Many of us have occasional back pain. Our lifestyles are often largely to blame. We seldom use good body mechanics and maintain proper posture. The following are basic guidelines for good posture, body mechanics, flexibility and safe exercise to help prevent back problems.

POSTURE— If we consider how many hours a day we spend in our “normal” postures, it is not hard to imagine how many problems develop if our posture is improper.

 

It is important to develop and maintain good posture in sitting, standing, and walking. When standing, gravity is causing a downward force through the body. If a person stands straight, with shoulders back, chin tucked in, and buttock tucked, the force of gravity will be equally distributed through the spine. If one stands with rounded shoulders and a forward head all force is applied to the neck region (lower cervical spine).

Components of Good Posture—

A. Standing.
Back Care Exercises Garden stand straight1) Stand straight with shoulders back, chin tucked such that the ears are directly over the the shoulders, buttock tucked, maintaining a normal curve in the low back.
2) Keep weight evenly distributed.

B. Sitting.
1) Sit erect with the shoulders back, chin tucked, low back maintaining curve.
2) Modifications of the work place; use a rolled towel or small pillow, adjust the height of the chair so that knees are slightly elevated.

REMEMBER, the force of gravity can be evenly distributed withBack Care Exercises Garden sit erect proper posture!

BODY MECHANICS— Proper body mechanics can help you to prevent injury. How one lifts and moves can directly affect the health of the back. Understanding the principals of good body mechanics is essential to back care.

Components of Good Body Mechanics—

A. Lifting— NEVER BEND AT THE WAIST!
Back Care Exercises Garden no bend waist1) bend the knees
2) keep a slight curve in the lower back
3) squat down
4) pick up the item
5) bring the item to waist level, close to your body, your center of gravity
6) lift with your legs, NOT WITH YOUR BACK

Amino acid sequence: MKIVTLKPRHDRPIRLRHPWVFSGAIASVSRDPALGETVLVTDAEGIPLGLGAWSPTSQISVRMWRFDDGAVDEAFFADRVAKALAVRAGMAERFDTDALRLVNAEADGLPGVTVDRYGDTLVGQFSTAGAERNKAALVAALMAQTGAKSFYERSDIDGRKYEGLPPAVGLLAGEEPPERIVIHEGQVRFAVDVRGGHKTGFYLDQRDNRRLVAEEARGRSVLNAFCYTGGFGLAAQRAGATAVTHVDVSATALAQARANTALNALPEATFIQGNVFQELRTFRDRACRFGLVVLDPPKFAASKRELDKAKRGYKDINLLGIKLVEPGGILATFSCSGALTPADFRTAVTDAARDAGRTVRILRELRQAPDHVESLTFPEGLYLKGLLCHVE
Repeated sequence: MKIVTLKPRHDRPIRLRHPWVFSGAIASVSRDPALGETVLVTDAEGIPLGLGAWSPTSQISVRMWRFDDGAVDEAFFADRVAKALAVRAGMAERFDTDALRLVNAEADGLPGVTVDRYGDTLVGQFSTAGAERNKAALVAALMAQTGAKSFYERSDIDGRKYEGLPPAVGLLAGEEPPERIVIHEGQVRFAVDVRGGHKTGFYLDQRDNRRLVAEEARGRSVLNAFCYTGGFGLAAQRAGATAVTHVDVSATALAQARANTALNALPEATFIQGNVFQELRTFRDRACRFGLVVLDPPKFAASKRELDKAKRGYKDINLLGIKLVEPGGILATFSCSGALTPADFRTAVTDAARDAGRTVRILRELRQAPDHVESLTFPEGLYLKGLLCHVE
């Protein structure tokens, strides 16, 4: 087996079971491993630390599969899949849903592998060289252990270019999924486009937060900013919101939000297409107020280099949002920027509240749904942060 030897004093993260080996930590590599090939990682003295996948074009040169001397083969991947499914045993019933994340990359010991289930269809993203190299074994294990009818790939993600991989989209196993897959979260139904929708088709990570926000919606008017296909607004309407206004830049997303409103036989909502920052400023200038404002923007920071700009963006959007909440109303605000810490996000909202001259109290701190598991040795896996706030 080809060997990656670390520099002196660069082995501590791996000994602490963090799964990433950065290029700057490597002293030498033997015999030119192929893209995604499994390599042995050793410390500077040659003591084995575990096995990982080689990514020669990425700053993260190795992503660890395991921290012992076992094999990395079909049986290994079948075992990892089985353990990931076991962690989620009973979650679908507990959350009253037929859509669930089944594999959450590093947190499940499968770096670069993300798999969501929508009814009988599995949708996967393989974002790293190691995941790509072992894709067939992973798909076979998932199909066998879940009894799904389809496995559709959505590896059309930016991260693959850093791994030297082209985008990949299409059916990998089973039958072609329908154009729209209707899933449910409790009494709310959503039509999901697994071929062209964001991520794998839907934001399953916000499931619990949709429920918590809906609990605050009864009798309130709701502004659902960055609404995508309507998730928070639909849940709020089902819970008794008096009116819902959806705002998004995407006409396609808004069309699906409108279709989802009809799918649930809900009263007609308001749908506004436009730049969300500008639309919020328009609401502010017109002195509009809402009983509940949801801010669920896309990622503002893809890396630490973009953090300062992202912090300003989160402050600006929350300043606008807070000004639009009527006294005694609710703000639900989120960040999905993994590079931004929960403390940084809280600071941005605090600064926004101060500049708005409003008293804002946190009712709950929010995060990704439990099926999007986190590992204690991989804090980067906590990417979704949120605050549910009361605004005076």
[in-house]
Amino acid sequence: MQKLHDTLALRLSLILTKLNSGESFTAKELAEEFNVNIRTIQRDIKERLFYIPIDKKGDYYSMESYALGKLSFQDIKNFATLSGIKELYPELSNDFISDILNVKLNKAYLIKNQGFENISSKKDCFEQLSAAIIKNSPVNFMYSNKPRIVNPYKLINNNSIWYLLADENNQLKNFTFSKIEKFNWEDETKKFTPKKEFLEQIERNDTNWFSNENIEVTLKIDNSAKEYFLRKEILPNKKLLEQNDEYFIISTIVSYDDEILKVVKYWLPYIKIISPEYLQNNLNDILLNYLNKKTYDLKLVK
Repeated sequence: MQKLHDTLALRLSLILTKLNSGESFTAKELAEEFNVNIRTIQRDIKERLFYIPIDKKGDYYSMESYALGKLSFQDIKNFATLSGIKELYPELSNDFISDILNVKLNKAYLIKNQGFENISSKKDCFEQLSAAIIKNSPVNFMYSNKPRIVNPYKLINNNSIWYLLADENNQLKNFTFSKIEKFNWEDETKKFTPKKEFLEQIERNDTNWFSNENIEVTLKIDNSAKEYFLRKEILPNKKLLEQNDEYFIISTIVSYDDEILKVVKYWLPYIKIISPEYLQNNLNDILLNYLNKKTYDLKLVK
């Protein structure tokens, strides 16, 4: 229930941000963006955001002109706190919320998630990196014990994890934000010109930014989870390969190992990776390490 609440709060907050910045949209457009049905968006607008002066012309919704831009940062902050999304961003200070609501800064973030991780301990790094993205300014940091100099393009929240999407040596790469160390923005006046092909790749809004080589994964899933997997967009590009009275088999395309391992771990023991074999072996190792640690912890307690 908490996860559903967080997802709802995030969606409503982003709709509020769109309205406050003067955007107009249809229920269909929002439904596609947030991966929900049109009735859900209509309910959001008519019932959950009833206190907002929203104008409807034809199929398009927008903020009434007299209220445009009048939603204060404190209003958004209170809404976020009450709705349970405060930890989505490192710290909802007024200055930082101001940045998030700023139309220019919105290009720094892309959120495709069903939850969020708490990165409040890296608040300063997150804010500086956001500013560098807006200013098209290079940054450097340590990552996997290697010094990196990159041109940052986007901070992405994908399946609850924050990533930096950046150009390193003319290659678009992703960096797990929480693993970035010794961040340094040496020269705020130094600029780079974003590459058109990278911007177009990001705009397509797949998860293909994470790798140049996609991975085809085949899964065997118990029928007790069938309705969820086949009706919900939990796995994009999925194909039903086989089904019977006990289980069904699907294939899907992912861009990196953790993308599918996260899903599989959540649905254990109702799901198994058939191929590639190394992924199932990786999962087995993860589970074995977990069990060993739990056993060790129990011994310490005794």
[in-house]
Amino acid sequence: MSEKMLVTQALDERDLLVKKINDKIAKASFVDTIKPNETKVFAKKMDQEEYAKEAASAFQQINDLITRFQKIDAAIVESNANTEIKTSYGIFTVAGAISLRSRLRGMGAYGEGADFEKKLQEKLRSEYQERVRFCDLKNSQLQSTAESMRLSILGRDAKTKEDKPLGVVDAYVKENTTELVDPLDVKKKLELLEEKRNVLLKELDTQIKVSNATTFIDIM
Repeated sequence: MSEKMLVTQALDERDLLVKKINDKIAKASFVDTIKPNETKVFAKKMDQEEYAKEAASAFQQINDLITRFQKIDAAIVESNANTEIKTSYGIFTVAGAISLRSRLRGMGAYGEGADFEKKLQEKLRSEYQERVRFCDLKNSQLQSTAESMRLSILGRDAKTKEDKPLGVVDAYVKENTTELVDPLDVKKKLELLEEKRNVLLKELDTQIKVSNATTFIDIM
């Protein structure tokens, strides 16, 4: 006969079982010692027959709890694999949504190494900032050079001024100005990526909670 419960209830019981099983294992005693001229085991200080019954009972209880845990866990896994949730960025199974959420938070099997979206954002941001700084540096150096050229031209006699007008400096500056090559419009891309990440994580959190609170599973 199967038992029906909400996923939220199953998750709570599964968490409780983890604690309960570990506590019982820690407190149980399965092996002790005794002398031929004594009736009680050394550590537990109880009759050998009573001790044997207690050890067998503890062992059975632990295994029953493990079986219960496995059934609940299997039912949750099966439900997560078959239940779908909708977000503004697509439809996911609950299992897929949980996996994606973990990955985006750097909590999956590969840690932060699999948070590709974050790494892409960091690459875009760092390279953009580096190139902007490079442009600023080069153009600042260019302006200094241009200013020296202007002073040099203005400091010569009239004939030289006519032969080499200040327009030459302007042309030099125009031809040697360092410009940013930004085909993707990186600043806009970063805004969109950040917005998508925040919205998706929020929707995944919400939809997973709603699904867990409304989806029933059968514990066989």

B. Things to Avoid—
1) bending at the waist
2) lifting anything without bending the knees
3) twisting and lifting especially when shoveling
4) sitting in a slouched posture
5) and never hold your breath when lifting

FLEXIBILITY— If one considers muscles and ligaments as tissue that allows movement, it is not difficult to understand that tight musculature or ligaments may restrict movement. If a tissue is too tight and forceful movement is performed a sprain (ligament injury) or strain (muscle injury) may occur. In the back there are several ligaments and muscles involved in everyday movement. It is important that these structures be as flexible to allow motion without injury.

Note: If you are recovering from a back problem follow the advice of your doctor or physical therapist. Do not attempt these stretches and exercises without their permission.

Components of Good Flexibility—

A. Normal flexibility
1) Flexion— the ability to touch your toes with the spine rounded over
2) Extension— the ability to bring the body parallel with the floor in a press up
3) Sidebending— the ability to bend at the side and reach the knee
4) Rotation— the ability to turn the back to look behind about 90°
5) All these motions must take place for normal flexibility

B. Flexibility exercises
1) Flexion— lying knee to chest
2) Extension— press up
3) Sidebends— pole stretch side to side
4) Rotation— pole stretch turning to look back

C. WARNING SIGNS!—if any exercise causes pain to radiate down to the leg, especially below the knee, seek medical attention, rest, and ice.

STRENGTH—Another important aspect of total back care is strength. Proper muscle tone allows for stabilization of the spine, pelvis, and legs in standing. It also allows for stability during activities.

Proper posture helps to maintain good muscle tone as our bodies work against gravity. We will list here exercises needed to strengthen the low back (lumbar region), which is the area of most common involvement.

Exercise every day. Fifteen minutes in the morning and fifteen minutes in the evening. Always warm up for several minutes. Limber up by alternately tightening and relaxing your arms and legs. Don’t overdo it! Start slow. Working slow is always more effective than fast jerky movements. If you have any pain as result of bending or working the muscles seek the advice of a doctor or physical therapist.

Components of Strength—

A. Low back exercises
1) Abdominals, half sit ups and pelvic tilts, standing and lying
2) Hip extensors and buttock, pelvic lifts and hip extension

CONCLUSION— Total back care is simple once the basic information is understood. If the guidelines presented are followed the chances of sustaining an injury may be significantly reduced. If a back injury does occur you will be equipped with enough information to seek medical attention and avoid further injury. Most importantly— listen to your body! Seek professional help should an injury occur.

To avoid injury use good posture, good body mechanics, stay flexible, and maintain good muscular strength.